"The complexity, confusion, and lack of taxpayer awareness about the operation and requirements of the Free File Program are contributing reasons why many eligible taxpayers do not participate in the program," the report said.

In 2019, 2.5 million (2.4%) of 104 million eligible taxpayers obtained a free return filing through the program. Meanwhile, more than 34.5 million taxpayers who met Free File Program criteria used fee-based software provided by Intuit and other members of the Free File Inc. group.

The Treasury called 200 taxpayers who met the Free File Program criteria but used commercial software. Eighty-seven (43%) of these taxpayers said they were charged a fee to prepare and e-file their federal tax returns. Based on these results, the Treasury Department estimates that more than 14 million taxpayers met the Free File Program criteria and may have paid a fee to e-file their federal tax return in the 2019 filing season.

"Sufficient actions have not been taken to educate taxpayers that the only way to participate in the Free File Program is through the IRS website," the report said.

The Treasury Department has asked the IRS to educate consumers about their ability to file their taxes for free on the IRS website, and to get members of the Free File Program, including Intuit, to do the same.

Credit Karma began offering free online self-directed tax preparation, Credit Karma Tax, in December 2016.

This month, the company added the ability to integrate Credit Karma Tax with Credit Karma Savings, allowing tax filers to automatically deposit their refunds or a portion of them into free, high-yield savings accounts. It launched its savings account in October; the deposits are held at MVB Bank in Fairmont, W.Va.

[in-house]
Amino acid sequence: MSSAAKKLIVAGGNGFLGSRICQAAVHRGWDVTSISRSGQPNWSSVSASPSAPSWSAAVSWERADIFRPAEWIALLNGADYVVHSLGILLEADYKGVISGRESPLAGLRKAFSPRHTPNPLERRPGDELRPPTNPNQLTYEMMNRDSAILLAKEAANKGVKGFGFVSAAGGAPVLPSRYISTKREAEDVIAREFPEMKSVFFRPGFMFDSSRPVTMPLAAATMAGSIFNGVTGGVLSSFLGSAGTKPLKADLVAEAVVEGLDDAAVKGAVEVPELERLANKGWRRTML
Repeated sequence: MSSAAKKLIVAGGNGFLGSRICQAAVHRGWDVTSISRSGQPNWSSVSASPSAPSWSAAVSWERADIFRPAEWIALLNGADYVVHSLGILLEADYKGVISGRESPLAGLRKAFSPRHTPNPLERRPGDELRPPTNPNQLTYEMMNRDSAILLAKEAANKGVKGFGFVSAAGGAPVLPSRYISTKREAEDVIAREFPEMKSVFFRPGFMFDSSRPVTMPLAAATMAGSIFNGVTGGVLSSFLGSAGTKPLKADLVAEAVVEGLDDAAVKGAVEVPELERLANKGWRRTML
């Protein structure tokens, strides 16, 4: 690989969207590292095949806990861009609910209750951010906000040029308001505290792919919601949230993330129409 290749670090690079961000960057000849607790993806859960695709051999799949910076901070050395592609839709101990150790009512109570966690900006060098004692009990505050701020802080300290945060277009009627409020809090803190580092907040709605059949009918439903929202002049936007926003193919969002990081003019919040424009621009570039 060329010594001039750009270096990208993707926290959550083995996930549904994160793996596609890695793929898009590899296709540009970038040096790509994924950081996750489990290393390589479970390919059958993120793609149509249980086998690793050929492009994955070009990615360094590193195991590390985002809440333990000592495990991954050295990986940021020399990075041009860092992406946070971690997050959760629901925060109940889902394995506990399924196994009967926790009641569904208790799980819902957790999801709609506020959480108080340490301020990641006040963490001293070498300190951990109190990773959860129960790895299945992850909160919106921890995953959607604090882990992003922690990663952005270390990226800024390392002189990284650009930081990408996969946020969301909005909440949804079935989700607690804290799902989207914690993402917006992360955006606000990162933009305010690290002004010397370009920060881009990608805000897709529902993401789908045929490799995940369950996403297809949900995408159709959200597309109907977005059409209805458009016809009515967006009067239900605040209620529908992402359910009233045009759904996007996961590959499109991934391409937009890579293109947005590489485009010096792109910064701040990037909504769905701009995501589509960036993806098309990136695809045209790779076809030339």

By acquiring Credit Karma, Intuit could erase this free competitor to TurboTax and its savings option.

To revamp its business model

A third potential driver is that in the broader picture, consumers are moving away from paying for apps directly and toward using either free software supported by ad revenue or apps with a monthly subscription. Intuit’s model of charging for tax and accounting software might not be sustainable. Buying Credit Karma could help it find a path forward.

Leimer said that Intuit could shift from charging a set fee for preparing taxes to bundling services (e.g., Mint + Credit Karma) and charging a monthly subscription fee "where overall costs are easier to increase — basically taking services that could be relatively cheap to free and making incremental revenue off them because increases are more hidden."

"It’s as if every business was looking for a way to switch consumers' behavior from visible and discrete purchases that are made with full awareness toward those that are more obscured and discreet in order to drive more consistent sources of revenue," he said. "The problem with this is that it is wrecking household budgets just as the nature of work is shifting and income inequality is rising.”

To gain share in consumer finance

Buying Credit Karma could help Intuit take advantage of the rise of automated consumer finance.

Mint was one of the original fintech success stories. The startup launched its budgeting app in September 2007. In November 2009, Intuit bought Mint for $170 million. At the time, Mint had more than 1 million users. Today, Mint has about 15 million users.

Credit Karma has 100 million customers.

Arguably, Credit Karma has a handle on what consumers want.

“Mint was a mess because [Intuit] didn’t know that business,” Leimer said. “They didn’t understand that upselling required a value exchange beyond budgeting. They stopped innovating, and they stopped thinking about the consumer as they chased business relationships and lending revenue. It’s like they missed the opportunity that so many fintechs have seized upon the last decade as consumers and the economy changed. In essence, they acted like most banks. This is why Credit Karma and other companies have flourished — they understand that things for the American consumer have changed. That’s the last decade in fintech in a nutshell.”

This story was updated Monday afternoon to add that the companies officially announced the merger agreement.